29 January 2007

Heh, heh, heh; or, hein, hein, hein*

This is a post about being funny (or not).

I'm not really a funny person, especially when it comes to making jokes on the fly, especially with large groups of people, and especially people I don't know very well. My jokes in any case tend to be of the punny variety, and I am often too slow on the ball to sneak in something when it's the right moment. Much better at written verbal wit: I'm dorky like that. (By the way, this is not the same thing as not having a sense of humor. I love laughing at other people's funniness. Especially of the punny, ironic, slapstick, and deadpan varieties.)

But things get drastically worse when speaking in another language. Even when I find something funny, and try to explain it, the joke falls flat. Flat as Nebraska. Often, the thing that I find funny has to do with a word that in the other language sounds like (or looks like) something in English that is funny. (*Example: the subject line of this post. I think--according to my limited French--that "hein" is the French equivalent of "heh." And that is funny. It just is.) But this sort of thing is often not very funny for other people, evidently.

So I was immensely, inordinately proud of myself the other night when I made a group of Catalan friends laugh. I was emboldened to explain, in Catalan, why the city name "Antwerp" was funny to me. I told them that it sounds like the English word "twerp," which means, roughly, "un petit gilipollas," or to untranslate what I was mentally translating, "a little idiot." Fortunately, everybody found this quite as amusing as I did, but of course what was funny to them was the translation of the word "twerp," not the fact that Antwerp contains that word, which is what I found funny. Still, it was funny. I was funny!

Another interesting aspect of this question is the different sense of what is funny that happens when I am speaking English, but with a group of non-native English speakers. I can use words to comic effect that I anticipate will be funny to them, even though with native English speakers it would not be funny in the slightest. Here's an example. Last week, when we met our new landlord, who is a Belgian/Iranian doctor, we were speaking English with him and the girl who is living there now. I explained the fact that we're keeping her things for a while by saying, "We are babysitting her furniture for a month or so." While this isn't particularly funny, I knew that for a non-native speaker the juxtaposition of "to babysit" and "furniture" might be surprising. And, indeed, it got a laugh, and in response, our new landlord said that he hoped the furniture didn't "cry too much."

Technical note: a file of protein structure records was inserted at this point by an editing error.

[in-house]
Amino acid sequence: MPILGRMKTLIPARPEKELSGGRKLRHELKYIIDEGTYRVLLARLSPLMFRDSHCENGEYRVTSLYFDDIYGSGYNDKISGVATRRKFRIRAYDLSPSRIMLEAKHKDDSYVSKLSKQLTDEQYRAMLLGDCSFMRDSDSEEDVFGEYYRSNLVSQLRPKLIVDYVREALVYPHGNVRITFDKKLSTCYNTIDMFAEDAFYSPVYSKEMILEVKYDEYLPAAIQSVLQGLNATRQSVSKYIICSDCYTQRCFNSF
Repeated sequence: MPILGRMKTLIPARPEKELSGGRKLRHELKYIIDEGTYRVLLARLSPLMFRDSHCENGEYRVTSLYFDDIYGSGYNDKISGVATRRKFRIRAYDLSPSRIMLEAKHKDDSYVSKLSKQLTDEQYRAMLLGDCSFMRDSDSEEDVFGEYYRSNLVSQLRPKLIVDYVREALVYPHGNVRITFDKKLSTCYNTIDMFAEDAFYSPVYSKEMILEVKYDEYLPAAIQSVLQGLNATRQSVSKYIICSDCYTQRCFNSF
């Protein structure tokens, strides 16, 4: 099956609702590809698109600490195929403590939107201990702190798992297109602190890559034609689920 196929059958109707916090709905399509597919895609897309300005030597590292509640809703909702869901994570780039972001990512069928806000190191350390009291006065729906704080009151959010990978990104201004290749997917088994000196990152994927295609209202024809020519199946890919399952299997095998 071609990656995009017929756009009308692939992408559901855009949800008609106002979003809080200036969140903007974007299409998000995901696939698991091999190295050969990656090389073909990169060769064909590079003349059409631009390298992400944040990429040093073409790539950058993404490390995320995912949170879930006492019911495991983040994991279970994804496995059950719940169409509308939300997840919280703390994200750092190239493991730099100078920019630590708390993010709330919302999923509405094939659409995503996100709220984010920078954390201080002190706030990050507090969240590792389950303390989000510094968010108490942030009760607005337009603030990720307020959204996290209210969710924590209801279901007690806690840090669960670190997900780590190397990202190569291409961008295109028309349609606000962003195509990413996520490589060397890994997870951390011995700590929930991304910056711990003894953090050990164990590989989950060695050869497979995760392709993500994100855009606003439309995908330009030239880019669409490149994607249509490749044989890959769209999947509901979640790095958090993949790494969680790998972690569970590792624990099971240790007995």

As for French, I think it is going to be a long, long time before I can be funny in that trippy tongue. I had my end-of-semester oral exam today, and I was totally unprepared because in the end the prof just asked me to talk about me! Imagine that. I had prepared to talk about Julie, Benoit and Pascal, the lovable characters in our class language video. Yeah, you know the types.

I think I did OK, muddling my way through an explanation of my studies, my thesis, what I'm doing in Brussels and so on. I'll know Wednesday if I passed (I'm certain I did; no matter how bad my passé composé was, I don't think it merits a failure, and I know the written exam was fine), and next week, the new class starts. Fortunately for me, I wasn't required to be funny.

And in retrospect, I apologize for this post, because is there anything less funny than talking about what is funny? And now I've gone and written the word "funny" so many times that it's starting to take on that weird abstractness words get when you say them over and over and over...

Correction: turns out that "hein" means "eh" more than "heh." My bad.

1 comment:

Vogz said...

This post was pretty funny. Not "ha hah" laugh-out-loud funny, but funny nevertheless. More than a "heh", even. Definitely more than an "eh".